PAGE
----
WFJ – Workforce Jobs
RPI – Retail Price Index


**A ‘derived’ measure can be calculated using the ratio or product of two indices i.e.:
• Dividing a current price index by a price index (to create a volume index)
• Dividing a current price index by a volume index (to create an implied deflator)
• Multiplying a volume index by a price index (to create a derived current price measure)




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5.1.   68.1-2 – Renting and operating of own or leased real estate


At Blue Book 2013 68.1-2 was split into two elements in order to measure the area within GDP(O).
These were:
   i.  Renting and operating of own or leased real estate- letting of own property other than
       dwellings (68.21)
  ii.  Renting and operating of own or leased real estate – actual rents paid by tenants (68.22)

The first part – ‘letting of own property other than dwellings’ (68.21) was captured in order to
express the element relating to non-dwelling activity of renting and operating of own or leased real
estate. The current price indicator was captured through the use of a ‘net income index’ from the
Investment Property Databank (IPD). This was collected as part of the IPD UK Monthly Index.
(Pg.76 of the guide refers to UK Monthly Index) The Monthly Index was based on property owned
by property unit trusts, pooled pension schemes and unit-linked insurance funds. It was therefore
the case that these were properties which were held for investment purposes and included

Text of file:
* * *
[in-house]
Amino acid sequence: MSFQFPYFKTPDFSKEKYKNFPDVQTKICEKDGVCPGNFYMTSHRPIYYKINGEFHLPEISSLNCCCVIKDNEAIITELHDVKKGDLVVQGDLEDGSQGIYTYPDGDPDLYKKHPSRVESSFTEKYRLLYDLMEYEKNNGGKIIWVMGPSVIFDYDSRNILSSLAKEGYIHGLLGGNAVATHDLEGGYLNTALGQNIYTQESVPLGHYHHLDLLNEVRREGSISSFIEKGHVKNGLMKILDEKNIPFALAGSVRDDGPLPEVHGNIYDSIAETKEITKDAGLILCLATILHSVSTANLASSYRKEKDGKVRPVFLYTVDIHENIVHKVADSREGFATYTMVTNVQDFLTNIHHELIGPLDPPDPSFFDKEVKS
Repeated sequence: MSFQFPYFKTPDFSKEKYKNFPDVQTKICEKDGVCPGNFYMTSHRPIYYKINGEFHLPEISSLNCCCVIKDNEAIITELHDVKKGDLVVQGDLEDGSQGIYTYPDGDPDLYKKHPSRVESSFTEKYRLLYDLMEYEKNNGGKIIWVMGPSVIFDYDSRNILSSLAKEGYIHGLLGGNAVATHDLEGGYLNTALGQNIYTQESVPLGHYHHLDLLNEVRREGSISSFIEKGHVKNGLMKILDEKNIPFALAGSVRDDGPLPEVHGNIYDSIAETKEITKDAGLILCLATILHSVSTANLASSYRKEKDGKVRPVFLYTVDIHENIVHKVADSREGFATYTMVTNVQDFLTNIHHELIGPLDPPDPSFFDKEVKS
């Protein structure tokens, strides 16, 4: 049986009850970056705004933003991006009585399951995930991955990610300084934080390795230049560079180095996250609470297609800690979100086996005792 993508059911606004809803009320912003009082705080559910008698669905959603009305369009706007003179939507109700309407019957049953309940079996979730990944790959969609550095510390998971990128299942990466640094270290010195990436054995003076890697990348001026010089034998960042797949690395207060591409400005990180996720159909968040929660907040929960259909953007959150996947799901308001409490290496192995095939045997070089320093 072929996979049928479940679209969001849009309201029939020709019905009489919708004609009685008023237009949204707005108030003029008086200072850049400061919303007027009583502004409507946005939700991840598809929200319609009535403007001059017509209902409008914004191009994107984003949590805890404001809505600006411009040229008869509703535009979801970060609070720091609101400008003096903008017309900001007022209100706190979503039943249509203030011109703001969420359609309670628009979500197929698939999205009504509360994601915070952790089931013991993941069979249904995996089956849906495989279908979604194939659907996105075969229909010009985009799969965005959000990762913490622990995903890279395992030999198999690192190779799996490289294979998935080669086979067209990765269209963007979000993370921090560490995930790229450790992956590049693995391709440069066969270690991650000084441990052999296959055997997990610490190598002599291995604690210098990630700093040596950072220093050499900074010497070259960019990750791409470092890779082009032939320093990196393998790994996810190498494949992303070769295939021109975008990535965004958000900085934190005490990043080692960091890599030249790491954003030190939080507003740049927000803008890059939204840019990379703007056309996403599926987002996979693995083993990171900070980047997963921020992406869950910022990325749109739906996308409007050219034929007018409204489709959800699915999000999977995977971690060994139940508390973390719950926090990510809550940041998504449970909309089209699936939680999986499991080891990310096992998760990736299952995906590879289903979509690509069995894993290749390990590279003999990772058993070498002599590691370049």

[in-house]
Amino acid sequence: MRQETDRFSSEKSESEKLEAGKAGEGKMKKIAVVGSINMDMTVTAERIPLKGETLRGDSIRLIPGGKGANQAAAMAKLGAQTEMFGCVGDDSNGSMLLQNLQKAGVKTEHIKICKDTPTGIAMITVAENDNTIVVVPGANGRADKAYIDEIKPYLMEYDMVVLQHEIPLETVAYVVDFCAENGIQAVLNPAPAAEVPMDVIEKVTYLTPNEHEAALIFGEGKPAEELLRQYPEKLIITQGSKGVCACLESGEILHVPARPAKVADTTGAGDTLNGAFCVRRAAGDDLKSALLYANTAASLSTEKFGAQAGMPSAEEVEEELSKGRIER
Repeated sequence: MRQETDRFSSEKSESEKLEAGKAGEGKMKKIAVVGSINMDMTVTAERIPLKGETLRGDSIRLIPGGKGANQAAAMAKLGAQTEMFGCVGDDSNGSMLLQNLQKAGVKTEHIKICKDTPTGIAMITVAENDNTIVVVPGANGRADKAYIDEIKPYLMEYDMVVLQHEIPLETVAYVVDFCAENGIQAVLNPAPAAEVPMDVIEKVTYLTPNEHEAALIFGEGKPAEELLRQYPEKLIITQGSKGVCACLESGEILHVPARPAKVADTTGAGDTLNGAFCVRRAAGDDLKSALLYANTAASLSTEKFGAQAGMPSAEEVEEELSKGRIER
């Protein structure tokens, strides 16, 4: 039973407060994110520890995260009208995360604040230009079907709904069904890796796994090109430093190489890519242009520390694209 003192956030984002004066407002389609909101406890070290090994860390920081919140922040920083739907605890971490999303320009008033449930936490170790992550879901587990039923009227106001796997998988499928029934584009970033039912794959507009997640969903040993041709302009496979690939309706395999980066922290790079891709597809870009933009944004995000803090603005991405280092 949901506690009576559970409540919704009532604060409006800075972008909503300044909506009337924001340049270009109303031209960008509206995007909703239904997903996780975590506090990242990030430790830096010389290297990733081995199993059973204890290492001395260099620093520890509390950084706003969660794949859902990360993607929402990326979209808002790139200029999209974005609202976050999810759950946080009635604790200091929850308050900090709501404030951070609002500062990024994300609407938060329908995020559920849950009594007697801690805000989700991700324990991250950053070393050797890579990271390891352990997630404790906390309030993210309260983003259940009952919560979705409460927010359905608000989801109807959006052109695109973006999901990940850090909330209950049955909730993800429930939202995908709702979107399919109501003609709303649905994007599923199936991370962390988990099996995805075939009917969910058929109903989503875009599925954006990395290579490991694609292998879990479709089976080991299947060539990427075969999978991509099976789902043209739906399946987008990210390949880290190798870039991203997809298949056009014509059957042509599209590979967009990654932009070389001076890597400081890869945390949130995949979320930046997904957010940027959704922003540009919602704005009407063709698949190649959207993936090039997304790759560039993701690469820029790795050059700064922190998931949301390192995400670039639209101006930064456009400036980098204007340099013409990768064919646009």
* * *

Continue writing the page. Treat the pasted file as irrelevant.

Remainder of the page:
commercial property stock which investors would expect a return on. It is worthwhile illustrating
that not all investment properties were being measured here but a sample of investment
properties. The UK Monthly Index had a sample of approximately 3,400 properties, and around
15% of the total UK market measured by IPD. The index is compiled from valuation and
management records for individual buildings in complete portfolios, collected direct from investors
by IPD. All valuations used in the Monthly Index were conducted by qualified valuers, independent
of the property owners or managers, working to Royal Institute of Chartered Surveyors (RICS)
guidelines. The sample of portfolios broke down into approximately 47% retail, 30% office, 17%
industrial and 6% other. This therefore illustrated a wide range of commercial property is included
in the index. IPD are considered market leaders in this form of data collection and therefore in
order to maintain the quality of data used and keep compliance costs to a minimum it was
considered the best source as at Blue Book 2013. In order to calculate the index for GDP(O) the
total net income for ‘all property’ in the index was divided by the total count of properties being
valued for the month. In effect this provided an arithmetic mean value for a representative property
in the index. It also discounted the effect of higher total net income in the index being attributable
to more properties independently valued for a month. This was then indexed and referenced to a
2010=100 basis. The ‘net’ element relates to the fact the income recorded was net of ground rent.

The timeliness of the current price indicator i.e. monthly and the ability IPD had in being able to
independently value and measure an extensive amount of non-dwelling properties held for
investment purposes were other significant factors in its use. It is worthwhile noting if the Monthly
Business Survey were to sample this industry it would have required a large number of